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Remembering the 2010 Winter Games

Andrea Stockton, staff writer

February 10, 2011 — It may have only been a year ago, but the lack of snow at the 2010 Winter Games is still fresh on the minds of several people.

2010 Winter Games remembered for spring-like weather
2010 Winter Games remembered for spring-like weather

It was a story that made headlines at this time last year. It even ranked as Environment Canada's top weather story of 2010. And now a year later, Vancouverites are still remembering the 2010 Winter Olympics for a certain thing.

“No snow, no snow, no snow,” says one resident we caught up with. “I think the preconceived notion was if the weather was lousy we were going to be in bad shape for the Olympics. So everybody's praying, begging and asking the gods above to go and throw some snow and some ice,” recalls another Vancouverite.

Despite all of the hoping and praying involved, the Games for the most part, fell short of the wintery weather.

Mild conditions gave organizers no other choice but to transport snow to the venues using trucks and helicopters. They also placed tubes filled with dry ice in the moguls and the aerials course to keep snow from breaking down.

Within days of the Games beginning, organizers were forced to refund about 28,000 tickets to spectators. The rising temperatures had melted the snow, leaving very little space for the spectators to stand at the Cypress Mountain location.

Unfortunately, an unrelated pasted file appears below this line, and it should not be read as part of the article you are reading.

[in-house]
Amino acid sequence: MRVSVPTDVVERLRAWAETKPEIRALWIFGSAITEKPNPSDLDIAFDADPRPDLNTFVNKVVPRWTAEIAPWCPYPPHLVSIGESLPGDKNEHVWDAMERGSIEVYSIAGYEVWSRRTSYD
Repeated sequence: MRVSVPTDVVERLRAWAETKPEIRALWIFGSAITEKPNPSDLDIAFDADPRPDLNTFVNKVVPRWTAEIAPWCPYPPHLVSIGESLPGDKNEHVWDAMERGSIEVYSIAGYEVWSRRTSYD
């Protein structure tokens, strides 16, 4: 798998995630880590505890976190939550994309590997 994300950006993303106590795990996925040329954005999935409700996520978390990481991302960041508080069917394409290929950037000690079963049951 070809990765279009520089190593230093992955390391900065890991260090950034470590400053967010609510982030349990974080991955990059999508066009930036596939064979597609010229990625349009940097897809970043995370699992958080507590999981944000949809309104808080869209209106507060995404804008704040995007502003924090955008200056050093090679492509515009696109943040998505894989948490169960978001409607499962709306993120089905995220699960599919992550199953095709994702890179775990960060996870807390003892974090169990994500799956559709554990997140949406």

Lack of snow at Cypress Mountain for the Winter Games
Lack of snow at Cypress Mountain for the Winter Games

At one point, temperatures soared into the double digits, which resulted in an event at the Whistler Sliding Centre being post-poned because of the melting ice.

Shay Ostapowich is a meteorologist at The Weather Network and was one of the 35 forecasters at the Winter Games. She said the weather was very unpredictable at times making it difficult to nail down certain conditions.

And while there may have been some weather setbacks, the event was still a success.

“A lot of jokes were made around the world about our weather, but in the end, somehow we made it work,” says Oga Nwobosi, The Weather Network's Vancouver reporter.

Nwobosi adds that even at Cypress Mountain where there was hardly any snow, Canadians managed to win half a dozen medals there, making it a great weather story afterall.

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